Rabbi Eliezer MelamedThe writer is Head of Yeshivat Har Bracha and a prolific author on Jewish Law, whose works include the series on Jewish law "Pininei Halacha" and a popular weekly column "Revivim" in the Besheva newspaper. His books "The Laws of Prayer" "The Laws of Passover" and "Nation, Land, Army" are presently being translated into English. Other articles by Rabbi Melamed can be viewed at: www.yhb.org.il/1
Quinoa for Ashkenazim on Passover
Q: Does quinoa fall under the general prohibition of kitniyot (legumes) on Passover according to the minhag (custom) of Ashkenazim?
A: Some authorities are machmir (stringent), because in appearance, the particles resemble types of kitniyot. Others are lenient, because the custom that forbids kitniyot does not apply to foods discovered after the custom was instituted and people (other than Indian tribes) began eating quinoa only in recent years. In addition, quinoa particles are much smaller than types of grains, and thus are easily distinguishable.
In practice, someone who is stringent "tavo alav bracha" (pious conduct for which one is blessed for being stringent), and one who wishes to act leniently has authoritative rabbinic opinion upon which he can rely, provided he checks the quinoa well for other grains that may have been mixed in inadvertently.
The Custom of Kitniyot Today
Q: Is there still justification to be stringent about the custom of kitniyot today?
A: This question is a no-brainer. All of the reasons that people were careful to be stringent in the past remain firm and binding. If anything has changed, it would be in the direction of justifying the prohibition, because today, the concern that grains and legumes might be mixed is even greater than it was years ago, since both are stored in the same place – grains when they are processed and then kitniyot , and they are transported in the same containers, without them being cleaned in the interval. Even the grinding of the two different species is done in the same place.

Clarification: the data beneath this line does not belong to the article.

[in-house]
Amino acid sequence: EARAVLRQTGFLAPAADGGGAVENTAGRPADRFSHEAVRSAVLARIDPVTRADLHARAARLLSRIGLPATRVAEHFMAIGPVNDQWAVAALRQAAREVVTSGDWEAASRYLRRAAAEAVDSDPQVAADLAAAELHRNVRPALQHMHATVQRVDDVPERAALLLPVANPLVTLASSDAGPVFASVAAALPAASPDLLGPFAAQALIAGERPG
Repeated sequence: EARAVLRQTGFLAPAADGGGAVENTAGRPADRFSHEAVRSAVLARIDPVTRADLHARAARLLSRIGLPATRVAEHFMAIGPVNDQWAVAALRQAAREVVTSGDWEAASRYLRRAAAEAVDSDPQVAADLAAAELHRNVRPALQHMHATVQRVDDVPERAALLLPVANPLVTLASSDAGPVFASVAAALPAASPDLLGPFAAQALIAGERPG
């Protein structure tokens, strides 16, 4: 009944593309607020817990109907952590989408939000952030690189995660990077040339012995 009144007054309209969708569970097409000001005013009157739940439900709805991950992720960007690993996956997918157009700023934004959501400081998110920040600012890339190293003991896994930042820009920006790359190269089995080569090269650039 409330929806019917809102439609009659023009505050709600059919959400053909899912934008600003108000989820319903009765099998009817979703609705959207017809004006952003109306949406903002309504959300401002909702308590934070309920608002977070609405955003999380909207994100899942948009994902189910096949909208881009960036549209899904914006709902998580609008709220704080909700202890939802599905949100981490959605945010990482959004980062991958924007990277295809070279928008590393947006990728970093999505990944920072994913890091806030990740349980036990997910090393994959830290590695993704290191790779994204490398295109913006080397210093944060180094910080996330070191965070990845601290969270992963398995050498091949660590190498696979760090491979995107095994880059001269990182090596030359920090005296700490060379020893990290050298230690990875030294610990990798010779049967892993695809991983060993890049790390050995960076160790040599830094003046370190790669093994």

Nevertheless, since there is no source for this minhag in the Talmud, Sephardim who eat kitniyot should not be encouraged to be stringent.
As far as kitniyot restrictions and prohibitions are concerned, some authorities in recent generations were stringent beyond the requirement of the underlying principle of the minhag, however the halakha does not follow their opinions, as I have written in “Peninei Halakha: Pesach”, chapter nine.
Soft Matzah for Ashkenazim
Q: Are Ashkenazim allowed to eat soft matzahs as do Yemenites and some other Sephardic groups?
A: According to ikar hadin (the essence of the law), there is no halakhic requirement for matzot to be hard. Nevertheless, Ashkenazim were accustomed to eat hard matzot for two reasons.
First, hard matzot can be kept fresh for a long time, and thus, can be prepared before Passover for the duration of the entire holiday. This is halakhically advantageous, because when baking matzot before Passover, even if chametz gets mixed in with them, as long as it is less than one-sixtieth of the whole, it is nullified, and may be eaten on Passover. But if such a mixture occurred on Passover, the matzot are forbidden, because on Passover, chametz is forbidden be’kol she’hu (even in the slightest amount).
Second, the ability to know if the matzah was not baked properly and has become chametz depends on stringiness of the uncooked dough. In hard matzot this is very evident, but in soft matzot, it requires more expertise.
Since this minhag also has halakhic advantages, it should not be abandoned unnecessarily. However, in pressing situations, since it has not been ruled as an obligatory custom, one can be lenient.
Second Day of Yom Tov for those who Live Abroad but Study in Israel
Q: Do students who live abroad but are learning in Israel for a year have to keep two days of Yom Tov?
A: Some poskim (Jewish law arbiters) are of the opinion that a ben Chutz La-Aretz (one who lives outside of Israel) who came to Israel for a visit, is considered a ben Eretz Yisrael [a “resident” of Israel] (Chacham Tzvi, 167; Shulchan Aruch HaRav, 496:11) for the duration of his stay. But according to most poskim, since his place of residence is in Chutz La-Aretz, even when visiting Israel, he is considered a ben Chutz La-Aretz (Birkei Yosef, 496:7; Mishna Berura 496:13). Since the minhag is to be stringent, this is the halakha.